A real-world perspective on how a connected medical device can help with adherence

15 May 2017 4min read

Team Discussion

Multiple authors

As new innovations in ‘connected medical devices’ and medical products featuring electronics and sensors continue to become one of the top areas of conversation in the health and medical industry, we’ve been thinking about the whole phenomenon – the idea that perhaps an inhaler or injector might connect wirelessly with another device or the Internet.

Specifically, what we’ve been exploring is what the patient gets out of this. It’s far easier to see the benefits to the payer or clinician: ‘big’ data aggregates for populations, compliance rates and knowledge about the behaviour of individuals – is that drug not working or is the patient not taking it?

All of that is great but, for me at least, it’s not so easy to see the end-user benefit, so we thought we’d start asking.


Porfirio, 28, a ‘connected’ asthma inhaler user
Porfirio is a 28 year old asthmatic man in New Mexico who got two free Propeller Health devices via a Facebook ad. He has one on his preventer and the other on his rescue inhaler, and he has the app on his smartphone. Originally he got them because he’s “a technology person”, but now he says he “loves the sensors”.

Now he finds that he takes his dose even before the reminder’s gone off – a bit like you or I waking five minutes before the time we set on the alarm clock.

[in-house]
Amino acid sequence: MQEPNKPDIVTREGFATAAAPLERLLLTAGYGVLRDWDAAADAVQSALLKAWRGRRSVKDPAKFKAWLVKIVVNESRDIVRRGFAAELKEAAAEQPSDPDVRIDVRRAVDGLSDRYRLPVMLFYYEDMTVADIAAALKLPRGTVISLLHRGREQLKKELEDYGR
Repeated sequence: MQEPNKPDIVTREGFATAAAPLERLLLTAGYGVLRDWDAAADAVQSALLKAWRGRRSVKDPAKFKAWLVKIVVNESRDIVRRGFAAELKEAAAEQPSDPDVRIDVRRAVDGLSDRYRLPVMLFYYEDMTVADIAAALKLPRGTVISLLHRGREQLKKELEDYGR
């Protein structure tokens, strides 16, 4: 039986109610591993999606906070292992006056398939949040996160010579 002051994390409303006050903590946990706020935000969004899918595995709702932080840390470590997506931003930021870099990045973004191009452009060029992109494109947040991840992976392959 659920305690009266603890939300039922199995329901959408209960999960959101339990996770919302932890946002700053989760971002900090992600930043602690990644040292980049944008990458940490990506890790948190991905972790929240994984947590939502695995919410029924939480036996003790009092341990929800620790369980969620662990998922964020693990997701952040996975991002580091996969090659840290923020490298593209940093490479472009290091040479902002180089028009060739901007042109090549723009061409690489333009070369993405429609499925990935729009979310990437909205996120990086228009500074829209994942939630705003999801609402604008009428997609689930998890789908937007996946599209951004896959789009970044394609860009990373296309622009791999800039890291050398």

The sensor sits on top of the inhaler and you press it to get a dose of Dulera, or whatever. That press is recorded; when it happened and where. Later you sync the sensor to the app and all that time and GPS data gets downloaded, from the smartphone it then goes to Propeller. The sensor and the app only make sense together, and it’s clear from what Porfirio says that it is this combination that provides the benefit.

The app let’s him set reminders to take his preventer twice a day. Before Propeller he was OK but would often skip doses, his routine was irregular. Now he finds that he takes his dose even before the reminder’s gone off – a bit like you or I waking five minutes before the time we set on the alarm clock. I’m not sure why that’s happening: whether it’s conditioning, or some kind of enrichment, like a ‘memory palace’ or a mnemonic strategy, but whatever it is, it’s working.

Porfirio’s Propeller Health iPhone app data

Then the app shows him, in hard, objective data, that he is adhering. There’s a nice virtuous circle here: the reminders that he has learned to predict, then the visual confirmation that he is taking the preventer and that his rescue usage has dropped (in Porfirio’s case, to zero). The one reinforces the other and this just tips the balance for him.

There is no ‘silver bullet’ here, I think that’s the important thing to realise. The Propeller device will not transform someone overnight. But as part of an ecology of aids, that work together, that each incrementally raise the person’s self-efficacy and adherence; I think I can see a clear patient benefit there.

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